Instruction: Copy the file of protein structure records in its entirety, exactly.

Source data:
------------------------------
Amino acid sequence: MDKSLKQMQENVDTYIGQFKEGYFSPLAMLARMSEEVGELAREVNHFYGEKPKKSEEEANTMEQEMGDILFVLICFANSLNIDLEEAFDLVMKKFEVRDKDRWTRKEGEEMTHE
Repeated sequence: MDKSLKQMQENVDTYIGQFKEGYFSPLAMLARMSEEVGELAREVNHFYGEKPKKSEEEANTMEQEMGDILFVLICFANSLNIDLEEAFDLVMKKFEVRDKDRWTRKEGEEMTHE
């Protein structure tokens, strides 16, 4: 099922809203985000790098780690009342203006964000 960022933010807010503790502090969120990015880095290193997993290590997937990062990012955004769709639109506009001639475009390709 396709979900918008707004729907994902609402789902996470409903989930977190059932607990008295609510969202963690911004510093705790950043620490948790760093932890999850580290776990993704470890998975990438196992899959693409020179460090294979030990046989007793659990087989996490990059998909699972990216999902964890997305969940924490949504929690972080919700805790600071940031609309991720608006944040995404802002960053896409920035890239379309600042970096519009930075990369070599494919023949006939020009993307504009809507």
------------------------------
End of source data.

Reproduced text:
Amino acid sequence: MDKSLKQMQENVDTYIGQFKEGYFSPLAMLARMSEEVGELAREVNHFYGEKPKKSEEEANTMEQEMGDILFVLICFANSLNIDLEEAFDLVMKKFEVRDKDRWTRKEGEEMTHE
Repeated sequence: MDKSLKQMQENVDTYIGQFKEGYFSPLAMLARMSEEVGELAREVNHFYGEKPKKSEEEANTMEQEMGDILFVLICFANSLNIDLEEAFDLVMKKFEVRDKDRWTRKEGEEMTHE
């Protein structure tokens, strides 16, 4: 099922809203985000790098780690009342203006964000 960022933010807010503790502090969120990015880095290193997993290590997937990062990012955004769709639109506009001639475009390709 396709979900918008707004729907994902609402789902996470409903989930977190059932607990008295609510969202963690911004510093705790950043620490948790760093932890999850580290776990993704470890998975990438196992899959693409020179460090294979030990046989007793659990087989996490990059998909699972990216999902964890997305969940924490949504929690972080919700805790600071940031609309991720608006944040995404802002960053896409920035890239379309600042970096519009930075990369070599494919023949006939020009993307504009809507």